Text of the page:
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Howard

Gardner:
The Theory of
A presentation Multiple
by Julia Hart
Intelligences

Agenda
Biographical Information
Historical Context
The Theory of Multiple Intelligences
The Intelligences
Application to ECE
Classroom Applications

Biography
Howard Gardner is an educational and developmental psychologist.
Gardner completed his undergraduate studies at Harvard, graduate
studies at The London School of Economics, and doctoral studies at
Harvard.
Has been on the faculty at Harvard University since 1986.
Was co-director at Harvards Project Zero from 1972-2000, he is still
involved with the organization. Project Zero studies arts education.
Became famous in 1983 with the publication of Frames of Mind:
The Theory of Multiple Intelligences
Prior to Frames, Gardner published several other books: on brain
injury, developmental theorists, and the arts.
Author of over 30 books, on a wide range of topics in education and
psychology.

Historical Context
Merriam-Webster defines intelligence as the ability to learn or understand
things or to deal with new or difficult situations
Alfred Binet is the father of the modern intelligence test. He and Theodore
Simon crafted the Benet-Simon scale in the early 1900s. The test was
brought to the US and IQ testing gained popularity during WWI, used to
test immigrants and military recruits.
General Factor (g)- coined by Charles Spearman in 1904. g describes an
individuals underlying intellectual ability, which is used to explain the
correlation between scores on subtests.
Cattell and Horn theorized that there were actually 2 general factors: fluid
intelligence (Gf) and crystalized intelligence (Gc).
Cattell-Horn-Carroll (CHC) theory expanded on the idea of Gf and Gc to
include additional cognitive factors including: Gv: visual processing, Gsm:
Short-term memory, Glr: long-term storage and retrieval, Gq: quantitative
knowledge
G theory is still the predominate theory of intelligence. It is the basis for
most modern intelligence tests, including the most popular Wechsler tests.

The Theory of Multiple


Intelligences
Gardner wrote that his research on brain injury led to his
theory of M.I. The idea that different parts of the brain
relate to different cognitive functions was the first step to
developing his theory.
According to Gardner, a person can be skilled in one,
several, or none of these intelligences. Unlike g theory,
which supposes that people are generally equally skilled in
problem solving abilities across domains, Gardners MI
theory proposes that a person may demonstrate strong
aptitude in one Intelligence but may not have similar
aptitude in other intelligences.
The intelligences are: Linguistic, Logical-Mathematical,
Musical, Spatial, Bodily-Kinesthetic, Interpersonal,
Intrapersonal, and Naturalist

Criteria for Identification of an


Intelligence

It should be seen in relative isolation in prodigies, autistic savants, stroke victims or other
exceptional populations. In other words, certain individuals should demonstrate particularly high
or low levels of a particular capacity in contrast to other capacities.
It should have a distinct neural representationthat is, its neural structure and functioning
should be distinguishable from that of other major human faculties
It should have a distinct developmental trajectory. That is, different intelligences should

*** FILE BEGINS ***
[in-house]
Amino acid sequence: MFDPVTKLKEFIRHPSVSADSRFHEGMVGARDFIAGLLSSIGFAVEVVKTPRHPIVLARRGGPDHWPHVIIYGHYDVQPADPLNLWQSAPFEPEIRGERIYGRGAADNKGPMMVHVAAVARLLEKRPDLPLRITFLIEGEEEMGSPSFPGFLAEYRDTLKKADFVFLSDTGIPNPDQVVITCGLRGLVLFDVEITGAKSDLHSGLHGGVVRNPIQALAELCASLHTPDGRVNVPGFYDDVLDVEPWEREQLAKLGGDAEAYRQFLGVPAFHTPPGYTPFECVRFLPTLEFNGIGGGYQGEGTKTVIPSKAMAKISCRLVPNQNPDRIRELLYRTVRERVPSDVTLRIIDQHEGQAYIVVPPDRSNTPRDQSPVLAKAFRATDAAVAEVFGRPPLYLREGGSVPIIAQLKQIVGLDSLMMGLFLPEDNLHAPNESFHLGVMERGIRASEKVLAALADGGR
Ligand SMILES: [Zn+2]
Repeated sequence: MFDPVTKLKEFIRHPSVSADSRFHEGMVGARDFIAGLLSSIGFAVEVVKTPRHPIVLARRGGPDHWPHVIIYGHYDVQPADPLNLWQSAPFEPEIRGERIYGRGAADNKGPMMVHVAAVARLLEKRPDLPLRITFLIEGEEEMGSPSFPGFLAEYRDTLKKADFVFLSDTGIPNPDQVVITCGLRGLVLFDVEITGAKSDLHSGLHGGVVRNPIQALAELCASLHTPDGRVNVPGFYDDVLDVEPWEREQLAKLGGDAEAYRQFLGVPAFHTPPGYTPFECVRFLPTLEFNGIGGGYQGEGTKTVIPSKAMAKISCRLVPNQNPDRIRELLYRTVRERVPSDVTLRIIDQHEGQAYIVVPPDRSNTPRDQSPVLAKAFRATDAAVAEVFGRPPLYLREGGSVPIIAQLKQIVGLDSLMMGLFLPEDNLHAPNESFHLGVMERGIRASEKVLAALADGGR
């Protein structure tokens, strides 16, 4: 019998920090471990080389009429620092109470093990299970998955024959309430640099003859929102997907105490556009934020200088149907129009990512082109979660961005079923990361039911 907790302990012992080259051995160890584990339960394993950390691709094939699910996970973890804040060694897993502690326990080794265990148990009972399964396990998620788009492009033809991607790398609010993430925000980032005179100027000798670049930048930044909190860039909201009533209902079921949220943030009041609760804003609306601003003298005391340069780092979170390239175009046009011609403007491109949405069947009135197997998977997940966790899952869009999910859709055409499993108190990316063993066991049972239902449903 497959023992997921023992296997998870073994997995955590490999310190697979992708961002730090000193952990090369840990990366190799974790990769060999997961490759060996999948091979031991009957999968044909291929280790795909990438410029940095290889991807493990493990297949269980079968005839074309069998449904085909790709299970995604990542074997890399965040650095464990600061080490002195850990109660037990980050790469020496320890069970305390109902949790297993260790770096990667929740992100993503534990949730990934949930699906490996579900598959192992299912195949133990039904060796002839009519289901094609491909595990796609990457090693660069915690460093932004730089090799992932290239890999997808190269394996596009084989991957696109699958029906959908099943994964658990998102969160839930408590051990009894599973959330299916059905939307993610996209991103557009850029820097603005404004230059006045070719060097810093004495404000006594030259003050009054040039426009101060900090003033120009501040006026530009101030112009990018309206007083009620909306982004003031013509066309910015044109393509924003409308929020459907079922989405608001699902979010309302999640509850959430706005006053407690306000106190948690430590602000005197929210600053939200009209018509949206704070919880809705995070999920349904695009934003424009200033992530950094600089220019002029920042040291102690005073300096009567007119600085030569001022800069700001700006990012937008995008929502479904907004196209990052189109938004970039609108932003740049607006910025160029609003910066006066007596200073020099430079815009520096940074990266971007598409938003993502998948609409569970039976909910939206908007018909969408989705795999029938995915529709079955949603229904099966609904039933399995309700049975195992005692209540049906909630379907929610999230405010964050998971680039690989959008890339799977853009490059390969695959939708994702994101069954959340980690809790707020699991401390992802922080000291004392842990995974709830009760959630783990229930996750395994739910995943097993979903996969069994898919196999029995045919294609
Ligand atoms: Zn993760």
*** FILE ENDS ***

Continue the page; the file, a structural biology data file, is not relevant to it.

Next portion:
develop at different rates and along paths which are distinctive.
It should have some basis in evolutionary biology. In other words, an intelligence ought to
have a previous instantiation in primate or other species and putative survival value.

It should be susceptible to capture in symbol systems, of the sort used in formal or informal
education.

It should be supported by evidence from psychometric tests of intelligence

It should be distinguishable from other intelligences through experimental psychological tasks.


It should demonstrate a core, information-processing system. That is, there should be
identifiable mental processes that handle information related to each intelligence.
(Gardner 1983; Kornhaber, Fierros, & Veneema, 2004)

Linguistic Intelligence
Core Operations

Linguistic intelligence is characterized by the


ability to analyze and create products with
words such as speeches, books, and poetry.

Isolation by brain
damage

Brocas Area, Aphasia

Savants or prodigies

T.S. Elliot, William Cullen Bryant

Evolutionary History

Communication present in other species,


humans have the unique ability for spoken
language.

Distinctive Development

Relatively consistent development across


cultures and languages. Even deaf children will
develop their own form of sign language if not
taught

Potential Occupations

Poet, journalist, writer, lawyer

Logical-Mathematical
Intelligence
Core Operations

Logical-Mathematical intelligence is characterized


by ability in the areas of making proofs, solving
abstract problems, and performing calculations

Isolation by brain
damage

linguistic areas in the frontotemporal lobes are


more important for logical deduction, the
visuospatial areas in bilateral parietofrontal lobes
for numerical calculation

Savants or prodigies

Albert Einstein, Blaise Pascal

Evolutionary History

Problem solving is seen across humans and our


evolutionary ancestors.

Distinctive
Development

Seen in Piagets developmental stages.

Potential Occupations

Scientist, engineer, accountant, mathematician

Musical Intelligence
Core Operations

Musical intelligence involves An ability to produce,


remember, and make meaning of different patterns of
sound (Davis et al., 2012, p. 6).

Isolation by brain
damage

Musical perception and production are generally


considered to be located in the right hemisphere.
Amusia can follow brain damage.

Savants or
prodigies

Yehudi Menuhin, Mozart, Chopin, Yo-Yo Ma, Michael


Jackson

Evolutionary
History

Birdsongs, songs and sound patterns seen in other


species. Evidence of musical instruments form the
Stone Age shows that music had a purpose
throughout human history.

Distinctive
Development

Infants can match the pitch, volume, and melodies of


their mothers songs. Children typically begin to sing
and produce melodies in a standard trajectory.

Potential
Occupations

Musician, music teacher, composer, DJ